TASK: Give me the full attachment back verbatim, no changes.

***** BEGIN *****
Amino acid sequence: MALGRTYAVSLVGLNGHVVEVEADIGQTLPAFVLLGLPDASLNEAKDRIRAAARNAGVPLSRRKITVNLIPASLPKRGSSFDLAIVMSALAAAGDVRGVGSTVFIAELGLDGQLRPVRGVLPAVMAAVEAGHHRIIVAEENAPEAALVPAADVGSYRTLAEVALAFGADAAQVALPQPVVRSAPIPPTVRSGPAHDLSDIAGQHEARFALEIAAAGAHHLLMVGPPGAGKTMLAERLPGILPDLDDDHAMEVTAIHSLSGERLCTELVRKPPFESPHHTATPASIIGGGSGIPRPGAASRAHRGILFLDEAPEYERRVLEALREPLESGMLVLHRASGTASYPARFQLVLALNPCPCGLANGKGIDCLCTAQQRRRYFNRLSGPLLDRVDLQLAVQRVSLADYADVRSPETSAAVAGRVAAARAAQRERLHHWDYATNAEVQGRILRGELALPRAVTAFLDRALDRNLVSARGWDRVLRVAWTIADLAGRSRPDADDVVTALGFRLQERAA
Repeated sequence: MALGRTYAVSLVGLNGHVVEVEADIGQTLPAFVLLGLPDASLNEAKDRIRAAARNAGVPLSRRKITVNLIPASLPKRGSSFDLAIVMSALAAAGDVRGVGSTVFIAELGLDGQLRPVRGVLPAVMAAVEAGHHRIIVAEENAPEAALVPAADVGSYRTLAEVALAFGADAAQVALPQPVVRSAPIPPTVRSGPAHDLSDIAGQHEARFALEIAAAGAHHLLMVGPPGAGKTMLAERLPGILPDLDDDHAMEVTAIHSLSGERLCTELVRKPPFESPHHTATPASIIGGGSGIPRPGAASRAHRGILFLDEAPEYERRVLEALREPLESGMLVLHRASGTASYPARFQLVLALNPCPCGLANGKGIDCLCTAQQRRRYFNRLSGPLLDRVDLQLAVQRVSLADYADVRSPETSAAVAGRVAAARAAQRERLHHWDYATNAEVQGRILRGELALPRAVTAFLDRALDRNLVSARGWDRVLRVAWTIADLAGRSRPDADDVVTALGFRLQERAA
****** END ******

Amino acid sequence: MALGRTYAVSLVGLNGHVVEVEADIGQTLPAFVLLGLPDASLNEAKDRIRAAARNAGVPLSRRKITVNLIPASLPKRGSSFDLAIVMSALAAAGDVRGVGSTVFIAELGLDGQLRPVRGVLPAVMAAVEAGHHRIIVAEENAPEAALVPAADVGSYRTLAEVALAFGADAAQVALPQPVVRSAPIPPTVRSGPAHDLSDIAGQHEARFALEIAAAGAHHLLMVGPPGAGKTMLAERLPGILPDLDDDHAMEVTAIHSLSGERLCTELVRKPPFESPHHTATPASIIGGGSGIPRPGAASRAHRGILFLDEAPEYERRVLEALREPLESGMLVLHRASGTASYPARFQLVLALNPCPCGLANGKGIDCLCTAQQRRRYFNRLSGPLLDRVDLQLAVQRVSLADYADVRSPETSAAVAGRVAAARAAQRERLHHWDYATNAEVQGRILRGELALPRAVTAFLDRALDRNLVSARGWDRVLRVAWTIADLAGRSRPDADDVVTALGFRLQERAA
Repeated sequence: MALGRTYAVSLVGLNGHVVEVEADIGQTLPAFVLLGLPDASLNEAKDRIRAAARNAGVPLSRRKITVNLIPASLPKRGSSFDLAIVMSALAAAGDVRGVGSTVFIAELGLDGQLRPVRGVLPAVMAAVEAGHHRIIVAEENAPEAALVPAADVGSYRTLAEVALAFGADAAQVALPQPVVRSAPIPPTVRSGPAHDLSDIAGQHEARFALEIAAAGAHHLLMVGPPGAGKTMLAERLPGILPDLDDDHAMEVTAIHSLSGERLCTELVRKPPFESPHHTATPASIIGGGSGIPRPGAASRAHRGILFLDEAPEYERRVLEALREPLESGMLVLHRASGTASYPARFQLVLALNPCPCGLANGKGIDCLCTAQQRRRYFNRLSGPLLDRVDLQLAVQRVSLADYADVRSPETSAAVAGRVAAARAAQRERLHHWDYATNAEVQGRILRGELALPRAVTAFLDRALDRNLVSARGWDRVLRVAWTIADLAGRSRPDADDVVTALGFRLQERAA